Is it ever difficult to, on a particular night, to come out onstage with that positive energy?

Ben: There's always that night where the weight of the world is on your shoulders and a little hard to shake off. But the show must go on as they say and we do just that. There have definitely been tough times to put on a smile and positive vibes when on stage after going through some tough life situation one time or another. But we always try at those times to remember that we're doing what we love doing. We're doing what makes us happy. Playing music is the one thing that lets us truly be us and share that with the world. So as tough as it sometimes has been to shrug off a tough time and play a great show, we still try to put our best foot forward and make sure everyone is having a good time regardless.

Max: Also, I can hardly remember a time that any of us went onstage in any kind of mood and still had it by the time we were done playing. Music is a very cleansing happy thing for me, I almost can't help but smile so big my mouth hurts every time I play. And, as the years go by, I have more and more reasons to smile every time I look into the crowd and see the smiling faces of our friends and fans. As in a funk as we may be, the positive energy our the crowd and the other bands bring is usually more than enough to bring us back up.

"Are You Coming Home" is a great example of the influences at work in We're Ghosts Now. There's the big pop-punk influenced sing along quality mixed with a more Americana or folky feel. Can you talk a little bit about your influences and some of the inspiration behind the song?

Ben: Some of my greatest influences have been bands like The Gaslight Anthem, Murder By Death, and The Airborne Toxic Event. These bands really spoke to me because they are all able to tell a great story through a great combination of sounds.

“Are You Coming Home” is the first single from your upcoming EP Until Death…, which is due in August. What else can you tell us about that collection?

Ben: This E.P. is the next step for We're Ghosts Now. It takes a step past the pop punky songs from the first album and shows the maturity of our sound over the past few years. As with the first album, the songs resonate with life experiences. We have everything from "Are You Coming Home," which is the closest we have to a love song for this album, where it depicts someone able to feel romantic feelings towards someone for the first time in a long time, to "Find You," which is about dealing with a terrible landlord. Our music is more than just putting catchy lyrics over fun sounds. It's a true catharsis where we get to pour ourselves into these songs and let loose what’s on the inside.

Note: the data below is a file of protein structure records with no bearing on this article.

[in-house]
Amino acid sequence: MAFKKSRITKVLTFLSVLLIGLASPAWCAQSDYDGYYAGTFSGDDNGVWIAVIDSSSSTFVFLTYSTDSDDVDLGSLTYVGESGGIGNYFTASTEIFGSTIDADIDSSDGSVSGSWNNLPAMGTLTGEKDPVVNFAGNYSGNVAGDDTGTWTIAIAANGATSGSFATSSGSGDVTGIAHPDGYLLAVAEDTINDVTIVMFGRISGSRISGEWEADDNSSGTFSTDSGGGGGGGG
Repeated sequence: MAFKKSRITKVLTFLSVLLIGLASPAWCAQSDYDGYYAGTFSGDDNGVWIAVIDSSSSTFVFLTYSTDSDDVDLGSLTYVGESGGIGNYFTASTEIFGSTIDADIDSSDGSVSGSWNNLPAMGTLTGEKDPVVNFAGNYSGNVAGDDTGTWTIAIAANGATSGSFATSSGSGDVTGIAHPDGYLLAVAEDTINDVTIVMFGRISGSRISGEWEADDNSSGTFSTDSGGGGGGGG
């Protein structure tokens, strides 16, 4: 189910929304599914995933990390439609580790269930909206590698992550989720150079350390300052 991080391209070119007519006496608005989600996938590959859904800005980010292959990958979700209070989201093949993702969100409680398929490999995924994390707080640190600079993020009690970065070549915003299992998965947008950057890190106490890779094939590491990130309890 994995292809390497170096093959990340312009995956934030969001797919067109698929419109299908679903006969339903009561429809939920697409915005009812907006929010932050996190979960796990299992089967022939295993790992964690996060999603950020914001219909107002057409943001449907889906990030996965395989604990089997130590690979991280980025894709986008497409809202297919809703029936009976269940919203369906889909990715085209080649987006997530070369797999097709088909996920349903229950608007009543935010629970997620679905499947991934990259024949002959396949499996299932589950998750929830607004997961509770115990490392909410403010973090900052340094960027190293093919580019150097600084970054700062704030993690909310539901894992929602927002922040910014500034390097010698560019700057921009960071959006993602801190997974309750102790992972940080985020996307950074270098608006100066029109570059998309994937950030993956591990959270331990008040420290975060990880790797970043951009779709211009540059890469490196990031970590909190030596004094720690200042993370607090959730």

What else is in store for We're Ghosts Now before and after the release?

Ben: Well, obviously, we're very excited to get these new songs out there for everyone to hear. We've put a lot of work and effort into these songs. We want to promote them by playing out a ton and get them heard by as many ears that are willing and able to listen. Hopefully, getting some sweet new merch as well.  But that being said, we're ready to start working on new material. We have recently gained a new lead guitarist who really melds with our vibe and sound, and we really want to start creating new sounds with him. Having a lead guitar is a very different feel from the violin we had. It really adds a depth and layer to our sound that we didn't have before. So I'm very much looking forward to the future sounds of We're Ghosts Now.

What's Going On: 6/22, 6/23, 6/24 & 6/25, 2017

Little Dickman Records bring Nashville's Thelma & The Sleaze back to Asbury this Sunday.

Post-Solstice

It's now officially summer. The cooldaughters are outta school. The coolpool is clear. I will eventually make it to the beach. But there are always shows to check out.

The free Jams on the Sand series kicks off Thursday night at Anchor's Bend in Asbury with Flow Tribe and Chris and Brendan of ENJOY! American Trappist play for free at APYC. Sharkmuffin play a show at Newark's Index Arts Center with Francie Moon, Crusasis, Roaming Bear, Annie Alkaline, and Victory At The Crossroads. Smalltalk are at Porta in Asbury. Richard Barone and Ricky Byrd have the early show at The Saint followed by Black Pussy and Mind Riot late. The Burns, Modern Crowds, We're Ghosts Now, The Mercury Brothers, and Avery and The Man Devils play a Summer Kickoff Party at The Stone Pony.

On Friday, Brian Erick, Lauren Patti, and Matthew Cook play The Asbury's Soundbooth Bar. Have A Good Season, Weller, Ragged Lines, prim, and Zanders are at APMF for a show put together by Little Game. Accidental Seabirds return to APYC with Bone & Marrow and Tall Horse. The Shady Street Show Band play The Saint. Jake Clemons hits Wonder Bar.

Jackson Pines, Colton Kayser, and lots of friends play APYC on Saturday. Big Bliss, Dead Stars, Talkers, and Pussywolf are at Footlight Bar in Queens. TV Tramps head to Brooklyn for a show at Hank's Saloons with Cash Registers, Caldor Kids, and Subtastics. Metuchen's Old Franklin Schoolhouse hosts Lowlight and Coach N Commando. DJs Todd-O-Phonic and Sara M spin tunes at Asbury's Overlook. Thee Idea Men, Rachel Ana Dobken & Zach Westfall, and Sylvana Joyce play an afternoon show at the Transparent Clinch exhibit at The Asbury.

Hub City Stompers play Brighton Bar in Long Branch on Sunday. Pronoun is at Jersey City's Monty Hall. Little Dickman Records bring Thelma & The Sleaze, Darkwing, and Tight Lipped to The Saint for a Sunday night show you won't want to miss.

I'll see you out and about this weekend, I'm sure. Come say, "Hey!"

THURSDAY (6/22)

The Anchor's Bend (Asbury): Flow Tribe / Chris & Brendan of ENJOY!, 6pm, FREE

The Asbury Hotel, Soundbooth (Asbury): Open Mic, 8pm, FREE

Asbury Park Yacht Club (Asbury): American Trappist, 8:30pm, FREE